Prize Recipient


William Allan Bardeen
Fermi National Accelerator Laboratory


"For fundamental insights into the structure and meaning of the axial anomaly and for contributions to the understanding of perturbative quantum chromodynamics."


William Allan Bardeen was born in 1941 in Washington, Pennsylvania. After graduating from Cornell University in 1962, He earned his Ph. D in Physics from the University of Minnesota in 1968. Following research appointments at S.U.N.Y. at Stony Brook and the Institute for Advanced Study at Princeton, he was an Assistant and Associate Professor in the Physics Department at Stanford University. In 1975, Bardeen joined the staff of the Fermi National Accelerator Laboratory where he has served as Head of the Theoretical Physics Department. During 1993-1994, he was Head of Theoretical Physics at the SSC Laboratory before its termination.

In 1985, Bardeen was awarded a John S. Guggenheim Memorial Foundation fellowship for research on the application of quantum field theory to elementary particle physics. Previously, he had received the Senior Scientist Award of the Alexander von Humboldt Foundation and an Alfred P. Sloan Foundation Fellowship for research in theoretical physics. His graduate studies at the University of Minnesota were supported by the award of a NASA Traineeship.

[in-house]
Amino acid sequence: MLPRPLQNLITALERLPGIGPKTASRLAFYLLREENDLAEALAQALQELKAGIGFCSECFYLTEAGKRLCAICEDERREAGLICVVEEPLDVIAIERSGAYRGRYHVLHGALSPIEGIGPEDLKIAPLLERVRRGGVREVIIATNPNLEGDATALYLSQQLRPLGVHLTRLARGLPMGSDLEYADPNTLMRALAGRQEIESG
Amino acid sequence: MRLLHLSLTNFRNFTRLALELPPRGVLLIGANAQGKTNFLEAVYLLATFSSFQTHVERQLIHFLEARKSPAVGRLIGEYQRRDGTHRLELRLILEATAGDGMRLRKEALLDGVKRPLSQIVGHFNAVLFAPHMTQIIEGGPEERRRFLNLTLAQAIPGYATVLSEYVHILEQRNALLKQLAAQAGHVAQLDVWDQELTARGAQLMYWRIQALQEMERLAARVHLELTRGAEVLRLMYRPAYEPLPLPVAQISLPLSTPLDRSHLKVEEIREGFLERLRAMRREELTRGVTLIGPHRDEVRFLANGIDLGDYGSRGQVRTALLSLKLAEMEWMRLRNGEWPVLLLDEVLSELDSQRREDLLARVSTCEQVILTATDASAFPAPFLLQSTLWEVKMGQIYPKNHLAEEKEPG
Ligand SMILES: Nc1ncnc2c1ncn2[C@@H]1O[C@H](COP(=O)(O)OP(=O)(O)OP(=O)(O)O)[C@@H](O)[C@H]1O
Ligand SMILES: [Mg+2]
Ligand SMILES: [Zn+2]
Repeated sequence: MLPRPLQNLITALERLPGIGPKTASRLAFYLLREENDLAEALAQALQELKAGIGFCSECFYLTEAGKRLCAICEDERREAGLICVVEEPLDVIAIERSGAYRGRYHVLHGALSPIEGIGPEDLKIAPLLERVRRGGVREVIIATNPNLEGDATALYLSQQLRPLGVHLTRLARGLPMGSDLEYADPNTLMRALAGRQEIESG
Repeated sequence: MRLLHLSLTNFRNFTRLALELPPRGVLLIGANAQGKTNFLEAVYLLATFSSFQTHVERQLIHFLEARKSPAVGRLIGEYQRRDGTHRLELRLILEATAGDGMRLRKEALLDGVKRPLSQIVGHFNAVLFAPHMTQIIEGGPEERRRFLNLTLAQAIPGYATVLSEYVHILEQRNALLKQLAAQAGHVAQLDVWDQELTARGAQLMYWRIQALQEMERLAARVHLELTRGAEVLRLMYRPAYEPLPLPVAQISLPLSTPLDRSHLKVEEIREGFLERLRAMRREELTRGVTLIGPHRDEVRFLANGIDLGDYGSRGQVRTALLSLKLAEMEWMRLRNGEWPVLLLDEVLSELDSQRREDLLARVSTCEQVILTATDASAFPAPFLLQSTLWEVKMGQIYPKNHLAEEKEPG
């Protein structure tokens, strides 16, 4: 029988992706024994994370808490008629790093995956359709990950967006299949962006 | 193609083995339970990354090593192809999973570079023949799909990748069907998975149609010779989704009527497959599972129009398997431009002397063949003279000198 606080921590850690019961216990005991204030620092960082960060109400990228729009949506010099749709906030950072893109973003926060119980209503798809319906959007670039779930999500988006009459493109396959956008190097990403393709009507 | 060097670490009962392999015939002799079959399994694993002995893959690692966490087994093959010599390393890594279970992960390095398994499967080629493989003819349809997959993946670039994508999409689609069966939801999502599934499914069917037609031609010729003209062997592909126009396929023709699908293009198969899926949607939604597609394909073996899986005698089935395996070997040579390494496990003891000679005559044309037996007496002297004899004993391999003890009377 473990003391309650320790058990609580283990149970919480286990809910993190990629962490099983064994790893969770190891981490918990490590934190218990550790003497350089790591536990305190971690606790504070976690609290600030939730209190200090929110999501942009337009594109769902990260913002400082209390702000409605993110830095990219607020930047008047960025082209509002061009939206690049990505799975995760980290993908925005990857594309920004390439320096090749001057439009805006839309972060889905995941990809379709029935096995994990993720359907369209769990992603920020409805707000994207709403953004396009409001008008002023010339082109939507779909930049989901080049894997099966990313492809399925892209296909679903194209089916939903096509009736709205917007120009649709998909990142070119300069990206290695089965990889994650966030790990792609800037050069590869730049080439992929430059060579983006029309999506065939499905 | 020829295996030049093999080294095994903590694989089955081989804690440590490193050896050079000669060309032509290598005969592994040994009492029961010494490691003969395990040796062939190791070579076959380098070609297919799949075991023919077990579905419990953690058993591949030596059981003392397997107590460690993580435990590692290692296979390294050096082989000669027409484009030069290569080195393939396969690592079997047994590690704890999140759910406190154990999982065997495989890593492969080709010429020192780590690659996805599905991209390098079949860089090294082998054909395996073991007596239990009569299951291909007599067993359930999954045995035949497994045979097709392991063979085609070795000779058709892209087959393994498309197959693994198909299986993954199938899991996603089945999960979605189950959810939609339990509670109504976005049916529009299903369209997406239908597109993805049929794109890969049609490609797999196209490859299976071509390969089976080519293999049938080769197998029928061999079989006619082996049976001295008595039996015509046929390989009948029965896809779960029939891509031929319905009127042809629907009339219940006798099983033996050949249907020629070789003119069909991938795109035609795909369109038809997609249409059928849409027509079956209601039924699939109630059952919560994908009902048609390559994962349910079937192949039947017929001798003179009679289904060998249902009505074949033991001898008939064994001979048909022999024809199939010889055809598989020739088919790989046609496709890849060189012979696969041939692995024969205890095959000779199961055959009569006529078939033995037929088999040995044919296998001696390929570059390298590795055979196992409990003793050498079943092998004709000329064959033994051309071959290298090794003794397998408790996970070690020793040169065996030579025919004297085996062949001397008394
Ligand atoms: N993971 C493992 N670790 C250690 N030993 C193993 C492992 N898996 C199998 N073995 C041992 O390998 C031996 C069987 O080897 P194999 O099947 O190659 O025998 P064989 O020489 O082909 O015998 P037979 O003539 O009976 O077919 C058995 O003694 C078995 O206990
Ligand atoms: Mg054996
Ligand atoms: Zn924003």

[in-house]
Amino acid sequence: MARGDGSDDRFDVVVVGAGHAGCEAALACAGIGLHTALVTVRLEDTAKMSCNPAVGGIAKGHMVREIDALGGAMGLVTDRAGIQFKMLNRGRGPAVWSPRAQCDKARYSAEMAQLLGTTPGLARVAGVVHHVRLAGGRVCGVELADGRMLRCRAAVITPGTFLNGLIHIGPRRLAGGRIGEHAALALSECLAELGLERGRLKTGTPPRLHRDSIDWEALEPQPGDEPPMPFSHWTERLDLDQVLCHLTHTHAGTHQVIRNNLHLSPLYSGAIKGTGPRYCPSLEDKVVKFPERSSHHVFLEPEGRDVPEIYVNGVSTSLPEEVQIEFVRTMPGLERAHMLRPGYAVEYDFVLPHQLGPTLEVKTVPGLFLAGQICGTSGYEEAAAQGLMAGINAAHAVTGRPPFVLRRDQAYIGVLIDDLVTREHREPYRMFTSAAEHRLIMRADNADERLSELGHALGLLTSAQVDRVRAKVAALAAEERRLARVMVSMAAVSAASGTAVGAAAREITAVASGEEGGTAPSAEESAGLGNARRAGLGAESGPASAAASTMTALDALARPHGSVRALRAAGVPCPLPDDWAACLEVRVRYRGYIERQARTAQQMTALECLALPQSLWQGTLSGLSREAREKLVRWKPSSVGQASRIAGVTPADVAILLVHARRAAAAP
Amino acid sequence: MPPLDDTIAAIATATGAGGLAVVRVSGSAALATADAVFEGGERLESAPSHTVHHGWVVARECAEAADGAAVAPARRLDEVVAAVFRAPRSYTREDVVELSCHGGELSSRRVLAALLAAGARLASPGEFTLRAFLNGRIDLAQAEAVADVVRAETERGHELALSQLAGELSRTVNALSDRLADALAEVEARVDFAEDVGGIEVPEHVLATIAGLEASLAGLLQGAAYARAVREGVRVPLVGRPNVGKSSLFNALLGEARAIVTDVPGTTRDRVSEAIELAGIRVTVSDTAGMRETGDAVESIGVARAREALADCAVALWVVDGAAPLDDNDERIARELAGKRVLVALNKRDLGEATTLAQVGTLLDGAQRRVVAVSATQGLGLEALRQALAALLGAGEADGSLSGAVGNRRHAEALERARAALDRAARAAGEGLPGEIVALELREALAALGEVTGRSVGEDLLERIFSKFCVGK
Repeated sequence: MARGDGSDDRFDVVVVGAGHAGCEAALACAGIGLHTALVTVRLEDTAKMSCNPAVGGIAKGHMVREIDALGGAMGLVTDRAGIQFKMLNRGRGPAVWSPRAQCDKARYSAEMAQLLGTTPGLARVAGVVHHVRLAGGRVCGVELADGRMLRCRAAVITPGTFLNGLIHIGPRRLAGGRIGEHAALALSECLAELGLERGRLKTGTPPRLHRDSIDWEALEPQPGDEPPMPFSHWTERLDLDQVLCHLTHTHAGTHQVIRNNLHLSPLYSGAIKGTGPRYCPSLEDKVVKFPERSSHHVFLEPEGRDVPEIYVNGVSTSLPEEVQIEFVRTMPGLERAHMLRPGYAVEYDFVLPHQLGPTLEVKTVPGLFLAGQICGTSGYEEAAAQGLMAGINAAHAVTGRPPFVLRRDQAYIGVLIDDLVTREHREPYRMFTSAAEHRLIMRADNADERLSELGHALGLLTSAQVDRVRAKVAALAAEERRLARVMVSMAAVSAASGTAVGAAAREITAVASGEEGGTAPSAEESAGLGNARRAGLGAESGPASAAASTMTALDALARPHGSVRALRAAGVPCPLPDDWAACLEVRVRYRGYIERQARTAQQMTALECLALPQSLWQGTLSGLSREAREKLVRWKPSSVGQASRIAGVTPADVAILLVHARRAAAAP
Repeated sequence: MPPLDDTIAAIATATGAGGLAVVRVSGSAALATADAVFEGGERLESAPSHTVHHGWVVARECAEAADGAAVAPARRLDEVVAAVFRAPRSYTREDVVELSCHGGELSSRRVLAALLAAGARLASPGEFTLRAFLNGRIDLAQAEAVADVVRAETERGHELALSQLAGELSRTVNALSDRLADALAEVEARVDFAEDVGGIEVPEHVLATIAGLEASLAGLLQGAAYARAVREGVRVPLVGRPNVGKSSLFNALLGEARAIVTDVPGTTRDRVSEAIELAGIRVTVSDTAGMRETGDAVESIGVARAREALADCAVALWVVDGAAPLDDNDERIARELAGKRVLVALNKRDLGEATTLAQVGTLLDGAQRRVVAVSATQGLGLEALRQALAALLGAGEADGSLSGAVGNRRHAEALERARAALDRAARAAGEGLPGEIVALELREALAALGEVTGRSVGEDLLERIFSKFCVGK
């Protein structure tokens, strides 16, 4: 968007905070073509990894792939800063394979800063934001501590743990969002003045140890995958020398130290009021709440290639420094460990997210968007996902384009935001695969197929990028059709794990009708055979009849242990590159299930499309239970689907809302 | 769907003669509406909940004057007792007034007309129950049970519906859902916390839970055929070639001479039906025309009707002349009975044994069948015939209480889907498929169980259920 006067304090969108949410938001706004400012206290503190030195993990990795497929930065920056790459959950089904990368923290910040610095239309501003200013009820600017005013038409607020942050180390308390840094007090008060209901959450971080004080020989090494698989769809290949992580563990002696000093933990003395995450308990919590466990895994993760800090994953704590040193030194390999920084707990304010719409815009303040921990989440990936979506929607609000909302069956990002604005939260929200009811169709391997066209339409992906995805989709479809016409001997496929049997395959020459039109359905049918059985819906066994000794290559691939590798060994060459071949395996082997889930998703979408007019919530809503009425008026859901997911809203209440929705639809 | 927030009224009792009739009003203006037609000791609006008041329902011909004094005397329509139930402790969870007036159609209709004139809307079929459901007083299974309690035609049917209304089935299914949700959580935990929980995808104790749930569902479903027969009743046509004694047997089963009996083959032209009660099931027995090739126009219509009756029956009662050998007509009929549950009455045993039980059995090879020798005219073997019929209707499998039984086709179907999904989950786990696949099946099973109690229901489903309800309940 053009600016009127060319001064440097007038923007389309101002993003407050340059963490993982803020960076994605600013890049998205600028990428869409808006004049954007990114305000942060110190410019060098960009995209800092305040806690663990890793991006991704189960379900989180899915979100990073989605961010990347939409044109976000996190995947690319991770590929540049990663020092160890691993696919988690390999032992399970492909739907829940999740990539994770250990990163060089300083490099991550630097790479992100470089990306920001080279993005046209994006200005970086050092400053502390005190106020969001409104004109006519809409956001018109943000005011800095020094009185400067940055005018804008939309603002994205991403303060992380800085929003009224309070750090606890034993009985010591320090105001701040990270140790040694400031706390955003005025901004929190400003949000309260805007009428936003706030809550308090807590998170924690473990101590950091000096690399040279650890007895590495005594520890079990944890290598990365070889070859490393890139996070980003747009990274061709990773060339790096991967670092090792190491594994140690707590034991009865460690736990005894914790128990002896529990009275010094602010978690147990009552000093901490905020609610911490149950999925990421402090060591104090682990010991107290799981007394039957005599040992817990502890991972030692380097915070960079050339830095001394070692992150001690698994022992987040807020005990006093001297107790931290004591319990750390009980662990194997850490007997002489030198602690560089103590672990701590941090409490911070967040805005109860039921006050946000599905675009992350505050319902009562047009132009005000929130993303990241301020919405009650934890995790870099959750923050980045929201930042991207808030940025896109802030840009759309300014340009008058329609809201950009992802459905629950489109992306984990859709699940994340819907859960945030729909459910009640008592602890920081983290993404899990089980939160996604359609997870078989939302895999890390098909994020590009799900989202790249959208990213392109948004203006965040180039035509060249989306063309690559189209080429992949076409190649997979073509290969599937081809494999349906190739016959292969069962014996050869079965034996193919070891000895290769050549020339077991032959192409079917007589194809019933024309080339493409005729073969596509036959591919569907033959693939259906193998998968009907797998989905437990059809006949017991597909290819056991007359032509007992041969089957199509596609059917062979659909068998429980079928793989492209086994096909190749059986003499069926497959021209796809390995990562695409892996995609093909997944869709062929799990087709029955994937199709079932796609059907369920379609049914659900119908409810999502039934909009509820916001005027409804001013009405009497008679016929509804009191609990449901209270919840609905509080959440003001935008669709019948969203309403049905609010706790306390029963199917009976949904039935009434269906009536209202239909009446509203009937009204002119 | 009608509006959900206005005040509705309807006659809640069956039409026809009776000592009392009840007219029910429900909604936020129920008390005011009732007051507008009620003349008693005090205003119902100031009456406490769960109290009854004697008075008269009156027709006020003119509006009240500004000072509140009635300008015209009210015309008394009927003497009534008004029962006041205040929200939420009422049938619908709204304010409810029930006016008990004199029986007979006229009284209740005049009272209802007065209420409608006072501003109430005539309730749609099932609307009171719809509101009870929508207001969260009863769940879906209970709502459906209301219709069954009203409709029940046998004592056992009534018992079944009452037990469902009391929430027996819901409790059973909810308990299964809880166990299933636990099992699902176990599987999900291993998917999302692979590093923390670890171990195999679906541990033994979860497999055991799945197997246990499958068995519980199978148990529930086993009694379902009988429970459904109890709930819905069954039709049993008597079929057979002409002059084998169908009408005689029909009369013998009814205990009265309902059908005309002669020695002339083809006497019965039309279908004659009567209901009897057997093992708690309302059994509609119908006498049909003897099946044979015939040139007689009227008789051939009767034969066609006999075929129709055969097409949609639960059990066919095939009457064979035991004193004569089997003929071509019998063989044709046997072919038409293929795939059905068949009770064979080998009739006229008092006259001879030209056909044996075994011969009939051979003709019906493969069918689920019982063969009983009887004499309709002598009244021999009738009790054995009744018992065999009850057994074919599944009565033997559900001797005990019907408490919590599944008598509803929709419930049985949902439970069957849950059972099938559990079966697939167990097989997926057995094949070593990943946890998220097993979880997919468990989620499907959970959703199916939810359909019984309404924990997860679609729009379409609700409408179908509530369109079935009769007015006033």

Bardeen has held visiting appointments at a number of physics institutes around the world including the CERN Laboratory in Geneva, Switzerland, the Max Planck Institute for Physics and Astrophysics in Munich, Germany, the Research Institute for Fundamental Physics in Kyoto, Japan, the Tata Institute of Fundamental Research in Bombay, India, the University of Paris, the Institute for Theoretical Physics in Santa Barbara, and the Institute for Advanced Study in Princeton.

He has served on the Executive Committee of the Division of Particles and Fields of The American Physical Society and has been a member of the Editorial Boards of The Physical Review and the Journal of Mathematical Physics. Bardeen was elected a fellow of The American Physical Society in 1984. He has also served as a Member and Trustee of the Aspen Center for Physics in Aspen, Colorado.